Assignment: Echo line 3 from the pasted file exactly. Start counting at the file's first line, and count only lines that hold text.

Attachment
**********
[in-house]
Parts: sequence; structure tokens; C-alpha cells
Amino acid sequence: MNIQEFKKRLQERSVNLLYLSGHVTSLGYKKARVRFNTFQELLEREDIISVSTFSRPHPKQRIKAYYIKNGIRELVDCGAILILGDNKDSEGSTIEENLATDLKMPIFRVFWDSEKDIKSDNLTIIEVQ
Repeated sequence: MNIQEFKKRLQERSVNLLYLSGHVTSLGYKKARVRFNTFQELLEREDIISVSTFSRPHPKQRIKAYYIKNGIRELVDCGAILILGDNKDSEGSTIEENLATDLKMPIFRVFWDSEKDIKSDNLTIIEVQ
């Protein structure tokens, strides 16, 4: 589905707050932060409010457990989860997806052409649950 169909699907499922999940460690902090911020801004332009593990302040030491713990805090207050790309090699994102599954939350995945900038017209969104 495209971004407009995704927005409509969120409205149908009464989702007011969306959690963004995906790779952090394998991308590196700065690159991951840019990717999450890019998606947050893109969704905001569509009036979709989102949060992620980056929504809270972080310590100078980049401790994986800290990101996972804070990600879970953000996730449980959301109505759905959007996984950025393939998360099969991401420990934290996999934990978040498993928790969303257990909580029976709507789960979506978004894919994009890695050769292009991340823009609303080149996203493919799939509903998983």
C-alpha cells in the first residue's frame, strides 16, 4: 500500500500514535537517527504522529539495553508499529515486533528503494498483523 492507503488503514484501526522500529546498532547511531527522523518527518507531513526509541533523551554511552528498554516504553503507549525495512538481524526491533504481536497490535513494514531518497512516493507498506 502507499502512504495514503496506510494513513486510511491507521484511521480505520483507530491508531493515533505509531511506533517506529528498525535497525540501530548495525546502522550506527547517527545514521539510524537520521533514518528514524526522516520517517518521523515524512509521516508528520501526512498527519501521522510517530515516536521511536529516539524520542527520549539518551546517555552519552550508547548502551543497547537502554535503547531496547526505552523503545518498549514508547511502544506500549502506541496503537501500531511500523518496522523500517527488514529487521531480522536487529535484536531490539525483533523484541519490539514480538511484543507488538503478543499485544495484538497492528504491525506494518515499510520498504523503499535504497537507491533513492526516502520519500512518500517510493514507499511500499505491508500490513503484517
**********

Amino acid sequence: MNIQEFKKRLQERSVNLLYLSGHVTSLGYKKARVRFNTFQELLEREDIISVSTFSRPHPKQRIKAYYIKNGIRELVDCGAILILGDNKDSEGSTIEENLATDLKMPIFRVFWDSEKDIKSDNLTIIEVQ